MW: We know that PE investors look at things like recurring revenue, exclusive agreements, market share amongst other things whilst they are trying to test the future proofing of their investment. If all those arrangements, recurring revenues and customer relationships are all held by the business owner being bought out, then that value is being taken away when they leave. The leadership team that is left behind post acquisition is really the future proofing that PE investors are looking for. It is the knowledge, experience and influence of that secondary level of leadership within a business that the investment is being made in. If you have invested in your leadership team, both from a professional development perspective but also from a personal perspective and they are tied in so that they create their value only if the company does, gives investors’ confidence that they aren’t going to follow you out the business when you leave. This tie in can form part of the valuation process of the business and the final package that is presented, either in the form of profit shares, pension packages, equity etc. When going through the sale process, especially if you are going through an earn out, you want to think about how you can incentivise those left behind to ensure that your forecasted revenues that generated the valuation are met. If they feel that you have looked aft er them, then they will look after you and you earn out! Investing in your leaders is not just of short-term benefit, but also in the long run should you look to take the business to an event.

The legacy of any leader is the number of good leaders that you have created and left behind

TI: Please share some of your successes.

MW: I am incredibly lucky because I am one of those people who genuinely love what they do. I don’t see it as a job or work at all because I get to work with some of the most incredible businesses in our industry, who are shaping the advances in technology, medicine and sustainability. Becoming part of the journey with a business is what motivates me and being able to look back at some, six years on who started in the usual broom cupboard who are now an award-winning business with 150 employees across three international offices generating £20 million in revenues, obviously gives me a huge amount of pride. But equally seeing a recruitment start up I work with be able to generate £1.5 million in revenues within their first 12 months provides just as much satisfaction even though the numbers are smaller. One of the real markers of success for me when I look at the work I do with businesses is their position in their market as a result. Are they one of the most recognised or attractive businesses to work for within their specialism. Seeing a lot of the businesses I work with winning TIARAs each year matters just as much!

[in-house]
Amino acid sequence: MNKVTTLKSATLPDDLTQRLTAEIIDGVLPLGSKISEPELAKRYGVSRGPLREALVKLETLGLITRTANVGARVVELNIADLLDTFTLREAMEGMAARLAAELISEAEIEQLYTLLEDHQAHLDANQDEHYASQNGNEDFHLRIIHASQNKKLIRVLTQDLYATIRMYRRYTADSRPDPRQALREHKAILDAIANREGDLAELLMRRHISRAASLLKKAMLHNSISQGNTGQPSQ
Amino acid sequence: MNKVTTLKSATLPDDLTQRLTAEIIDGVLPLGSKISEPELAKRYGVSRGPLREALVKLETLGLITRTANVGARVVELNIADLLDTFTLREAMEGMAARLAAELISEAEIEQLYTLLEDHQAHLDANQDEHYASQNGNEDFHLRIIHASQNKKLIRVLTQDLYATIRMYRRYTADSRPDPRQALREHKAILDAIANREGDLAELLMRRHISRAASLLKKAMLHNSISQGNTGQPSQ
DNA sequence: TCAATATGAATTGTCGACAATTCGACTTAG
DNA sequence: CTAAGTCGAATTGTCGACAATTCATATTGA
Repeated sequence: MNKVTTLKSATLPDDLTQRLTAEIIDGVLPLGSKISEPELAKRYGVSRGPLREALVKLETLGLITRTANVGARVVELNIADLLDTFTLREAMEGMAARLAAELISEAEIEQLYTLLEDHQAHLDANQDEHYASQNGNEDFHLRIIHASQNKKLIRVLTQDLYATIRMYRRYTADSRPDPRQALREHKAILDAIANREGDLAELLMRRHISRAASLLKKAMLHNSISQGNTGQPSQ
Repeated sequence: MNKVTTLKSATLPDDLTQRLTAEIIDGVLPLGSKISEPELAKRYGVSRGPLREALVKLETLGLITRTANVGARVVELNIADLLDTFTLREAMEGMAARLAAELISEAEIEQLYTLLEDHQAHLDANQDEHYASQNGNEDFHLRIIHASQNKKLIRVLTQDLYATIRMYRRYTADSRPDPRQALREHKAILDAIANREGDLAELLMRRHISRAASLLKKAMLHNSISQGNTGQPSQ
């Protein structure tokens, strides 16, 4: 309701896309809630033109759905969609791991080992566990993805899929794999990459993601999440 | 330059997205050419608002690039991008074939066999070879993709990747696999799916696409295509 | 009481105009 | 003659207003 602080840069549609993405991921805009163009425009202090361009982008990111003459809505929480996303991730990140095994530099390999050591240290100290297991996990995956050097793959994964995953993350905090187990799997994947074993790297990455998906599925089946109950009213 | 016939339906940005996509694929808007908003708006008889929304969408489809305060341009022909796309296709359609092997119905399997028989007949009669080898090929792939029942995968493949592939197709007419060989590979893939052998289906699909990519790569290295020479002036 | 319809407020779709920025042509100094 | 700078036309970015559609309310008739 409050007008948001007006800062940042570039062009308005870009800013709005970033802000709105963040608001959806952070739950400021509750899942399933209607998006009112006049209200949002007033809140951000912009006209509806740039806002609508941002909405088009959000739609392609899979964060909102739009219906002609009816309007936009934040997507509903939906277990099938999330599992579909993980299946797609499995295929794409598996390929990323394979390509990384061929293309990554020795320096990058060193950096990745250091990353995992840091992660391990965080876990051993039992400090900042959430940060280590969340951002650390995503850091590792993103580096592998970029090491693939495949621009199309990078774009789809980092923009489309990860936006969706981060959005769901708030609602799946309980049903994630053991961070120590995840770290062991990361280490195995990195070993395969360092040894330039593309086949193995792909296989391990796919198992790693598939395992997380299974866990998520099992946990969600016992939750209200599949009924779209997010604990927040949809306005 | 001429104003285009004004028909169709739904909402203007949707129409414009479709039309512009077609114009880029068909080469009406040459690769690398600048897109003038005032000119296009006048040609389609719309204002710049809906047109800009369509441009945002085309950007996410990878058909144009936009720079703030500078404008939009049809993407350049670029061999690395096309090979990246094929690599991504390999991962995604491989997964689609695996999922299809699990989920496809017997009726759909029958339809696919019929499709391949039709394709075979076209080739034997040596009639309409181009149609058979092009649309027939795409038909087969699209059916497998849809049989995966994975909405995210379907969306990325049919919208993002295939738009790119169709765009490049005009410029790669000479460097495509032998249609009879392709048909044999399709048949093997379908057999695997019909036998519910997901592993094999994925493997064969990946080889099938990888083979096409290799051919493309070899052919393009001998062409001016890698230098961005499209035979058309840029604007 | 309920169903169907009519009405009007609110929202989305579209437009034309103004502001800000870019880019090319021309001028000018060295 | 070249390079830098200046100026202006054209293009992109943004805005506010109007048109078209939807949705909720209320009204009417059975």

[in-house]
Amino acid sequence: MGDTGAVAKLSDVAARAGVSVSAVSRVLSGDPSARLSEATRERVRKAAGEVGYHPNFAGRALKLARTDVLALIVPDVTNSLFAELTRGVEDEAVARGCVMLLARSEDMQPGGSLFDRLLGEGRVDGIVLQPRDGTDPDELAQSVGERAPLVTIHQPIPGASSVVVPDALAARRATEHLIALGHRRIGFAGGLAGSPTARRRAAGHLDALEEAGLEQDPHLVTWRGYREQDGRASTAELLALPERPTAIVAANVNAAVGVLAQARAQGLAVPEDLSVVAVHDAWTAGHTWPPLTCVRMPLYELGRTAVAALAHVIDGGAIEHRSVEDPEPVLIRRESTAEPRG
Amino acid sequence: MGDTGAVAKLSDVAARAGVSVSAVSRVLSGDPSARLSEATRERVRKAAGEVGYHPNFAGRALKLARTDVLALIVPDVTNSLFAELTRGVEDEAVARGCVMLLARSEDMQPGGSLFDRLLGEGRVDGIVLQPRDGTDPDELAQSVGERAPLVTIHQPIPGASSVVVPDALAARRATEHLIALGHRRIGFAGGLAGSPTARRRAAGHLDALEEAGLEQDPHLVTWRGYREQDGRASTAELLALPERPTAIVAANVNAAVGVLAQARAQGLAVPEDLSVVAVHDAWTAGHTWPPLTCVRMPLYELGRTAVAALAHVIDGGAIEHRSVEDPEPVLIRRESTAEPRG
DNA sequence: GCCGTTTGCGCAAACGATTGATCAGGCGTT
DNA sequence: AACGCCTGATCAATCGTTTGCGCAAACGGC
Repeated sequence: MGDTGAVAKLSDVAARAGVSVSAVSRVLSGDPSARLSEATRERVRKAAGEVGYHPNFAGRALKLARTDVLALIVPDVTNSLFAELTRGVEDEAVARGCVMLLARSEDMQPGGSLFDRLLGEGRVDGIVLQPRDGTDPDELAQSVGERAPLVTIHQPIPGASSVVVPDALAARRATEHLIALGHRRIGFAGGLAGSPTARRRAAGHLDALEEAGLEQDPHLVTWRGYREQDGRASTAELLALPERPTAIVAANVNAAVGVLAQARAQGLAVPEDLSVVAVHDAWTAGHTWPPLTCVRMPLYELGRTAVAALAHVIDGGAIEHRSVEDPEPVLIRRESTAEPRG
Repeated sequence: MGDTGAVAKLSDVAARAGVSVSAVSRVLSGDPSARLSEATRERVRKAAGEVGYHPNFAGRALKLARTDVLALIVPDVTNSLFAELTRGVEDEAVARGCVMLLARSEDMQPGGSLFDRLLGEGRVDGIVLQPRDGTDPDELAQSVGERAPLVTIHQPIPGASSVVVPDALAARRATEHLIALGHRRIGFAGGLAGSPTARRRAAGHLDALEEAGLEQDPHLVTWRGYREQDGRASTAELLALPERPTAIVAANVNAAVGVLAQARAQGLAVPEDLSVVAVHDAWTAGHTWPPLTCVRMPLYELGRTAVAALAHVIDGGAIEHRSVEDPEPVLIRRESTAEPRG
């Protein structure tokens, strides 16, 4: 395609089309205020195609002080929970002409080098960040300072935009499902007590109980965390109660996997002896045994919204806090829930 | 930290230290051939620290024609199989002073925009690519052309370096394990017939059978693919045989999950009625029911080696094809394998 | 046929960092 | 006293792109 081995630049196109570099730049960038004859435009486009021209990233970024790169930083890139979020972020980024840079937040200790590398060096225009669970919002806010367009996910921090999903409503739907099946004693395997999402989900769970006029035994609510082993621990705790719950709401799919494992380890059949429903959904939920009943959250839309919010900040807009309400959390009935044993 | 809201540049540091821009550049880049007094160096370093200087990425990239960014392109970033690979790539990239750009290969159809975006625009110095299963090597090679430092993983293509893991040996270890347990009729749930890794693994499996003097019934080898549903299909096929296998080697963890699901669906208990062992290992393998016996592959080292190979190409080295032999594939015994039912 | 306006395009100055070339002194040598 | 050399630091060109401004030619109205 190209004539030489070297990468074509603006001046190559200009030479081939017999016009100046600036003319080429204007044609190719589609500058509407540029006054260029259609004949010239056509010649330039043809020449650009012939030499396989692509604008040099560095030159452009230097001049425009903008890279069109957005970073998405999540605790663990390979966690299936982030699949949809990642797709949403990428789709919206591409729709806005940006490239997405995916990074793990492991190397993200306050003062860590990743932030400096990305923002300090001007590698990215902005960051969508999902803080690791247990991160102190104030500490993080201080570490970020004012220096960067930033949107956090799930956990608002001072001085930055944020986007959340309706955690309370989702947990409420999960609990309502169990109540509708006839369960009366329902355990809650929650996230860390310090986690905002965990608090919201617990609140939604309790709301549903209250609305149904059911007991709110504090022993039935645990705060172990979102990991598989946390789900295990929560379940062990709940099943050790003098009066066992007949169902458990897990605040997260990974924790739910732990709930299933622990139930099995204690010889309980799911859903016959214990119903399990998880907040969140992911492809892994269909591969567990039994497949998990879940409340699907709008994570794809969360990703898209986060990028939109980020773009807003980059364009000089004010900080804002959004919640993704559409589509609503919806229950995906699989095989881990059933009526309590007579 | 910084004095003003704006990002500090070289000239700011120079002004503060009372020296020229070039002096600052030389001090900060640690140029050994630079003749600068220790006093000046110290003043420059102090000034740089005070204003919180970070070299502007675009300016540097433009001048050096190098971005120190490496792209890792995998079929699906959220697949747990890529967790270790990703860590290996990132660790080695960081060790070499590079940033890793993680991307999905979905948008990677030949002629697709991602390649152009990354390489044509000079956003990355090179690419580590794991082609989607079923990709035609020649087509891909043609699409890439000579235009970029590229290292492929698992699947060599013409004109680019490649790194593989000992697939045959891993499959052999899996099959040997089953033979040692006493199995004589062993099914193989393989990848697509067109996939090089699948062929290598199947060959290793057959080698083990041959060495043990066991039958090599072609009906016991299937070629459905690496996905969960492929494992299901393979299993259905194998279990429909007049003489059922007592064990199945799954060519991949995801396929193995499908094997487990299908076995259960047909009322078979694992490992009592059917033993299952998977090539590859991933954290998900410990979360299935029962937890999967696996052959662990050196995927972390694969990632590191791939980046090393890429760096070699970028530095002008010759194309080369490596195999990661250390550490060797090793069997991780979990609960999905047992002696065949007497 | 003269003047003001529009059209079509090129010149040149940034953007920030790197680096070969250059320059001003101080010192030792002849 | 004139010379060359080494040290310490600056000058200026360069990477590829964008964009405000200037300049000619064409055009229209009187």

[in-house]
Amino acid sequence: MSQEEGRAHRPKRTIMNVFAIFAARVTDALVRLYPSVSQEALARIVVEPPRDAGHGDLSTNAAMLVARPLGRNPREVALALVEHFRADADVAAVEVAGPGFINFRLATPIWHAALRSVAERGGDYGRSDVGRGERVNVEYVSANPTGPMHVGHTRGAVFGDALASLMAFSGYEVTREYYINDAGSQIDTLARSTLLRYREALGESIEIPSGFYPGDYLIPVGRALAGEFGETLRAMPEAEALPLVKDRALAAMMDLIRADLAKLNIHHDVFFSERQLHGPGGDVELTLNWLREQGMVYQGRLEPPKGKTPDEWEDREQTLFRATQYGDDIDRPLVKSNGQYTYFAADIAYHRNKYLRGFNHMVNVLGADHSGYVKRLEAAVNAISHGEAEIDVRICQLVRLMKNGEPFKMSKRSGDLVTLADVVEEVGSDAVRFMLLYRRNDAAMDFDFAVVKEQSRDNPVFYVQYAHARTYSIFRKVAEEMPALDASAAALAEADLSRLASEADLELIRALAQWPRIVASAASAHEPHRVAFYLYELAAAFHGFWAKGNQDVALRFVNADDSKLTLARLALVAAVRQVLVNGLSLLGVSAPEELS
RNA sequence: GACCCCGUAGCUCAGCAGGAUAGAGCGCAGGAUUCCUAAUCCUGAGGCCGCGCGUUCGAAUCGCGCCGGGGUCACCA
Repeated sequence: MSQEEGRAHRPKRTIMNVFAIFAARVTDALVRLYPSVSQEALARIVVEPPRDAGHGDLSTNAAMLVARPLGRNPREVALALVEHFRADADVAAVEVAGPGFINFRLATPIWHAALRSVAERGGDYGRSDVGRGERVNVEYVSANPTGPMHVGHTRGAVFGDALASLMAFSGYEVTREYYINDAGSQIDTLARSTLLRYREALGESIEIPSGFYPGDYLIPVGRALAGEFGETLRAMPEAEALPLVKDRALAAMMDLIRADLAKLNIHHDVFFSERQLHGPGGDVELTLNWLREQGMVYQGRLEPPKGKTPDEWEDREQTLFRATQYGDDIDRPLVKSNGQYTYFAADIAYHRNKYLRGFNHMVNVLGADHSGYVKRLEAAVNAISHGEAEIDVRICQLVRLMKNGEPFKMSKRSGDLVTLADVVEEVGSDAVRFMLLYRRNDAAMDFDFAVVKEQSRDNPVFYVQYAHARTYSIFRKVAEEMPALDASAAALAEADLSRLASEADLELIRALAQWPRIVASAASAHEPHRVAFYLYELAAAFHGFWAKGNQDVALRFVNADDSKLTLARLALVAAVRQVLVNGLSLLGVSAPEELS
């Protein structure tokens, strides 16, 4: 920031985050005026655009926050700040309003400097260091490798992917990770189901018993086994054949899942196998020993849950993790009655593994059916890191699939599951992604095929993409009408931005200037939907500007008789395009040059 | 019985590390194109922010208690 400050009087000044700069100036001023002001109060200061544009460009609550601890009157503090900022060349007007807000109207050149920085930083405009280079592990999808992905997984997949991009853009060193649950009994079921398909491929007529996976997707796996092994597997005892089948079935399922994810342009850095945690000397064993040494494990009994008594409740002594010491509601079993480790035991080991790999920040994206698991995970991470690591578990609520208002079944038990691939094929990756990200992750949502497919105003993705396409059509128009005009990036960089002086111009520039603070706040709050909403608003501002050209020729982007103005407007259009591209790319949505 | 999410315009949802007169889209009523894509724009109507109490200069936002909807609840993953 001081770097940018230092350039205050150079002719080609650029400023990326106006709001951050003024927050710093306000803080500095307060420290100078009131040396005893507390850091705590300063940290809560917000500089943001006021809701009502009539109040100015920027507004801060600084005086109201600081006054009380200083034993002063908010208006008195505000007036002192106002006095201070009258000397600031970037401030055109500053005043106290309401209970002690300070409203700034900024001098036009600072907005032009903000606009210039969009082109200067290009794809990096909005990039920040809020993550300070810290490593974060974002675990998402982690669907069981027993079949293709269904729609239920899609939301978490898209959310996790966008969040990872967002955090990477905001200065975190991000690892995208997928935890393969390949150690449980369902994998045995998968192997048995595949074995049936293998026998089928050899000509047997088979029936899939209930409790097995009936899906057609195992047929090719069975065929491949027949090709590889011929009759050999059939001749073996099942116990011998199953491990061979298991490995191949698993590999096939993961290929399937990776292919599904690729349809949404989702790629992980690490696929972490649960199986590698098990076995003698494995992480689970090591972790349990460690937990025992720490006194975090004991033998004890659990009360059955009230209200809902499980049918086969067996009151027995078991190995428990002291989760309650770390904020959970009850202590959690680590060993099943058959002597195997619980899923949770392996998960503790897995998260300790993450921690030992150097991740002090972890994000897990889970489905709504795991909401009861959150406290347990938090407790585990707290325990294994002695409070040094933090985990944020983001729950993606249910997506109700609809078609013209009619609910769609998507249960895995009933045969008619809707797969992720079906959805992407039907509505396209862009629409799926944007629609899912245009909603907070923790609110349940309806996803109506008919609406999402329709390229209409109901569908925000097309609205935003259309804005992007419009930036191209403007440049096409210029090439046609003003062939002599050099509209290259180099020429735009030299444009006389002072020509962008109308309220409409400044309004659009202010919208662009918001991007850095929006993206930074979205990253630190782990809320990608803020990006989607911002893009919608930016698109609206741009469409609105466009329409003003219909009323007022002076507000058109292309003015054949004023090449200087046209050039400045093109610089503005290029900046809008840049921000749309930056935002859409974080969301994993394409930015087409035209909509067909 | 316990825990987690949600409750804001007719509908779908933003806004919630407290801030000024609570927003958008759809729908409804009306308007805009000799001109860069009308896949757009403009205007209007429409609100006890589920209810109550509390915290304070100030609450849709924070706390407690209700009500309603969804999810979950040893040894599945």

TI: What are the biggest challenges leaders face in the current climate?

MW: Being able to maintain productivity levels and engagement in a market period where a large proportion of the workforce have not got experience of. Over the past few years, thousands of people have started their careers in recruitment and built their own narratives of the industry during one of the biggest boom periods seen in many years. The conditions that we find ourselves in now, with regards to job vacancies, retraction of client spend etc seem catastrophic to some, because they have nothing else to compare it to. Trying to engage a workforce that is fuelled by instant gratification and expect overnight success is a real challenge. How long can we say “keep going” for before it becomes white noise?

Like anything “new” that we are exposed to in life, we have 2 options; we can either bury our head in the sand and be left behind, or we can embrace it

Using tools around gamification of activity, investing in developing their staff as well as celebrating smaller wins are examples of how leaders can create greater levels of engagement whilst processes are slower. The second big challenge that leaders face is leading in a hybrid environment.

This is not the platform to start the WFH vs office debate, mainly because I don’t believe that there is a one size fits all solution here, but leaders who offered the flexibility to enable the growth are now left with the predicament of performance dropping and so do we remove that flexibility to get people back on track? As I said, I don’t think there is a one size fits all approach here, however I do think that flexibility should be earned rather than guaranteed and that is coming purely from a talent development and generating best practice perspective.

TI: Business strategies are clearly having to forward plan and pivot drastically with the arrival of AI. How can leaders and top tier management prepare themselves for this massive shift in business?

MW: Like anything “new” that we are exposed to in life, we have 2 options; we can either bury our head in the sand and be left behind, or we can embrace it and do a deep knowledge dive on it to ensure that we know as much as possible to make a truly informed opinion. I believe as AI becomes more mainstream and readily available it will continue to be a facilitator, rather than a differentiator. AI will enable recruiters to do more of the “human” activities rather than losing time on administrative tasks. My advice to leaders is to embrace it and understand how you can use it within your internal processes to enable your consultants to do more. Knowledge is power, so the more you can educate yourself on its applications, integrations and functionalities then the better chance of successful implementation you will have which will keep your team in line with your competition. Whether it was the iPod, driver-less vehicles or air fryers, there is always going to be something that will revolutionise the way that we experience different elements of our lives, AI is the next one on that list and leaders should embrace it or there is a potential to be left way behind.